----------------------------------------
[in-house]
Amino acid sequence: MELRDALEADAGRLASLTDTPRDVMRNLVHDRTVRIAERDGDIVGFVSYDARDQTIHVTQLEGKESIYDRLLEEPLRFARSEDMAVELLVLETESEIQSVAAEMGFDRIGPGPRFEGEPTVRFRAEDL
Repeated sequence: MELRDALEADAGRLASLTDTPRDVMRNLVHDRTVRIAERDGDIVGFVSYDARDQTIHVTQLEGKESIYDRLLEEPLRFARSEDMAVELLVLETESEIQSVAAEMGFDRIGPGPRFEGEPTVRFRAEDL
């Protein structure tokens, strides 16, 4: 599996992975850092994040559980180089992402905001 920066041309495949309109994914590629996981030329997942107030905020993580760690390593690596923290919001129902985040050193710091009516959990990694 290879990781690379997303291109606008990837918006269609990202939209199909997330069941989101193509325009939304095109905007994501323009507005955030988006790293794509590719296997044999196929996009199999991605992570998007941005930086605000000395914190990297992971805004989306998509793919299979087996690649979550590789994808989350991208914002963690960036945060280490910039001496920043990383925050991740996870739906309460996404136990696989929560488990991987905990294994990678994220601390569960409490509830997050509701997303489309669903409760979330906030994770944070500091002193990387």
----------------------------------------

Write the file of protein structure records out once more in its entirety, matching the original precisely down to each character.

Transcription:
[in-house]
Amino acid sequence: MELRDALEADAGRLASLTDTPRDVMRNLVHDRTVRIAERDGDIVGFVSYDARDQTIHVTQLEGKESIYDRLLEEPLRFARSEDMAVELLVLETESEIQSVAAEMGFDRIGPGPRFEGEPTVRFRAEDL
Repeated sequence: MELRDALEADAGRLASLTDTPRDVMRNLVHDRTVRIAERDGDIVGFVSYDARDQTIHVTQLEGKESIYDRLLEEPLRFARSEDMAVELLVLETESEIQSVAAEMGFDRIGPGPRFEGEPTVRFRAEDL
């Protein structure tokens, strides 16, 4: 599996992975850092994040559980180089992402905001 920066041309495949309109994914590629996981030329997942107030905020993580760690390593690596923290919001129902985040050193710091009516959990990694 290879990781690379997303291109606008990837918006269609990202939209199909997330069941989101193509325009939304095109905007994501323009507005955030988006790293794509590719296997044999196929996009199999991605992570998007941005930086605000000395914190990297992971805004989306998509793919299979087996690649979550590789994808989350991208914002963690960036945060280490910039001496920043990383925050991740996870739906309460996404136990696989929560488990991987905990294994990678994220601390569960409490509830997050509701997303489309669903409760979330906030994770944070500091002193990387």